By Daniel Wright
When Diana Barnwell of Mount Washington died on May 17, age 82, her family, friends and colleagues grieved their loss while celebrating her life of inspired and exemplary civic involvement.
Barnwell was a pioneer in the historic preservation movement in Northeast Los Angeles, an activist in efforts to enhance the cultural life of NELA and an adviser to the City of L.A. and local community on development projects, to name a few of the roles she played in NELA’s public life over the past nearly 40 years.
Under her leadership in the early 1980s, the Highland Park Improvement Association financed and oversaw the first survey of the extensive collection of historic homes and commercial buildings in Highland Park. Based on that study, she and others founded the Highland Park Heritage Trust (HPHT) in 1982. To this day, the HPHT remains one of the most active and important historic preservation organizations in L.A.
Barnwell also served as the community representative on the Board of Trustees of the Southwest Museum for more than a decade during the 1980s and 1990s, a turbulent time for the museum and the local community. On the Board, she strongly supported community efforts to sensitively restore and expand the museum, which is on the National Register of Historic Places. She envisioned how responsible expansion could support major exhibitions of the museum’s stunning and largely unseen collection of native American and California artifacts. Such exhibitions, she explained, would enrich local cultural life, especially for the region’s children. Her efforts on behalf of the museum and its collection — and public access to them — comprise a chapter of her activism that remains unfinished.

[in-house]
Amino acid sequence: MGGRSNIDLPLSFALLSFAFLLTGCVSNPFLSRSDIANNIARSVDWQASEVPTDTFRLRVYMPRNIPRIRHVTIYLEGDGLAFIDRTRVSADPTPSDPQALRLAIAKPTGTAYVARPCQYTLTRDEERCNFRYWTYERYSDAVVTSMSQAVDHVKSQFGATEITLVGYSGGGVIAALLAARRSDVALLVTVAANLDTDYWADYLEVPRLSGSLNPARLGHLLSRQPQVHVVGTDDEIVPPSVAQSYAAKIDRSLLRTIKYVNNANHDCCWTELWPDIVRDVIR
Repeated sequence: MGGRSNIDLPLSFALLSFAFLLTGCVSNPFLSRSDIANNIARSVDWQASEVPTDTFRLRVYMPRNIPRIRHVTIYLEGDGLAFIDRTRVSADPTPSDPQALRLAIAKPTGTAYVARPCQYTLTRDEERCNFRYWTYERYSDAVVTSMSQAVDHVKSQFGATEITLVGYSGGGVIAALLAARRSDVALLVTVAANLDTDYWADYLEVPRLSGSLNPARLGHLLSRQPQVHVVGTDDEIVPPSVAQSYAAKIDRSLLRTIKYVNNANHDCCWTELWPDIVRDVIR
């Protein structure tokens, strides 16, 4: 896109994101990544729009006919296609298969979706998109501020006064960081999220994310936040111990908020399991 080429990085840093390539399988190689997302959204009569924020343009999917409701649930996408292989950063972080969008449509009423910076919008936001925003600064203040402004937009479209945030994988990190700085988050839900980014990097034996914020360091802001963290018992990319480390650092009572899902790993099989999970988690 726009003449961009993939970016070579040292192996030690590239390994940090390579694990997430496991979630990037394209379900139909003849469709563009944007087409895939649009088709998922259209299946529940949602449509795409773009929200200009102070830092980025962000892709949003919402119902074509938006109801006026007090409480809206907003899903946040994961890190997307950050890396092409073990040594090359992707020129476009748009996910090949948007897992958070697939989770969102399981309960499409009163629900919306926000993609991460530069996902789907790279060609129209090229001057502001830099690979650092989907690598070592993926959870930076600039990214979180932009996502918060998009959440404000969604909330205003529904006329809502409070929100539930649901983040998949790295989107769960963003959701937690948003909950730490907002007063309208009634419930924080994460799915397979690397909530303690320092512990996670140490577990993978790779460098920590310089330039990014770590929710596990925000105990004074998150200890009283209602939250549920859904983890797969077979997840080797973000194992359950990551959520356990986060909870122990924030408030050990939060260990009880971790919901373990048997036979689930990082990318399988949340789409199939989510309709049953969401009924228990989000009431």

In the mid-1980s, as a Board Member of the Mount Washington Association, Barnwell participated in City processes to create the 1988 Northeast Community Plan, a guiding land use plan of the City. In about 1993, she was appointed by then City Councilmember Mike Hernandez to serve on the Northeast Community Plan Advisory Committee (CPAC), which met monthly to advise on proposed real estate projects. Barnwell served on the CPAC for more than a decade, until its functions were absorbed by local Neighborhood Councils created in the 1999 L.A. City Charter overhaul.
A highlight of Barnwell’s CPAC service came in 1997, when she and other CPAC members developed a plan that fostered the creation of the L.A. River Center, located on the sprawling 17-acre site of the former Lawry’s restaurant and spice factory in Cypress Park. The restaurant and other buildings on the site were in danger of demolition to make room for the Home Depot. Barnwell and her CPAC colleagues famously used the back of a dinner napkin to sketch the store with its front facing the 5 Freeway, rather than Avenue 26, as the developer had proposed. The developer agreed to the change, which spared the buildings from demolition. Today, with City and State funding, the site is the L.A. River Center, with lush gardens and repurposed buildings that are home to the Mountain Recreation and Conservation Authority and many other environmental groups.
From the late 1990s to the early 2000s, Barnwell was the Executive Director of the Pasadena Chapter of the American Institute of Architects. In that capacity, she researched and organized home tours in the Arroyo Seco region and numerous other popular programs – always emphasizing the value of our collective understanding of place and history. She also worked with many architects, a group she appreciated for their role in creating Los Angeles’ world-renowned architectural aesthetic.